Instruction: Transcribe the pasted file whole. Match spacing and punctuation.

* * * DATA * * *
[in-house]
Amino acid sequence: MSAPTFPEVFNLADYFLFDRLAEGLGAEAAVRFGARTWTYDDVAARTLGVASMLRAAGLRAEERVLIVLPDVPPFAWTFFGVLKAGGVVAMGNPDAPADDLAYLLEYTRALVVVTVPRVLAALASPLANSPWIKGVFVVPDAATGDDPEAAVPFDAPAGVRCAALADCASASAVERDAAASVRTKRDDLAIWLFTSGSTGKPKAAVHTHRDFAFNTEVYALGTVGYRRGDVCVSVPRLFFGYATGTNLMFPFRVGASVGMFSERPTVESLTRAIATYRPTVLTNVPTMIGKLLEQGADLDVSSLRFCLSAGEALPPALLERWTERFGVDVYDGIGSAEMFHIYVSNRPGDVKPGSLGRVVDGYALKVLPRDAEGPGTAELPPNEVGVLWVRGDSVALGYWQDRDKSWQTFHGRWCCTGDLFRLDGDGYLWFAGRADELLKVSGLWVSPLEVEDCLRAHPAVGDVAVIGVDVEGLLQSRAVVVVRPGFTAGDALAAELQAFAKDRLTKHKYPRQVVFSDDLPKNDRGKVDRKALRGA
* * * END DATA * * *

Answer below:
[in-house]
Amino acid sequence: MSAPTFPEVFNLADYFLFDRLAEGLGAEAAVRFGARTWTYDDVAARTLGVASMLRAAGLRAEERVLIVLPDVPPFAWTFFGVLKAGGVVAMGNPDAPADDLAYLLEYTRALVVVTVPRVLAALASPLANSPWIKGVFVVPDAATGDDPEAAVPFDAPAGVRCAALADCASASAVERDAAASVRTKRDDLAIWLFTSGSTGKPKAAVHTHRDFAFNTEVYALGTVGYRRGDVCVSVPRLFFGYATGTNLMFPFRVGASVGMFSERPTVESLTRAIATYRPTVLTNVPTMIGKLLEQGADLDVSSLRFCLSAGEALPPALLERWTERFGVDVYDGIGSAEMFHIYVSNRPGDVKPGSLGRVVDGYALKVLPRDAEGPGTAELPPNEVGVLWVRGDSVALGYWQDRDKSWQTFHGRWCCTGDLFRLDGDGYLWFAGRADELLKVSGLWVSPLEVEDCLRAHPAVGDVAVIGVDVEGLLQSRAVVVVRPGFTAGDALAAELQAFAKDRLTKHKYPRQVVFSDDLPKNDRGKVDRKALRGA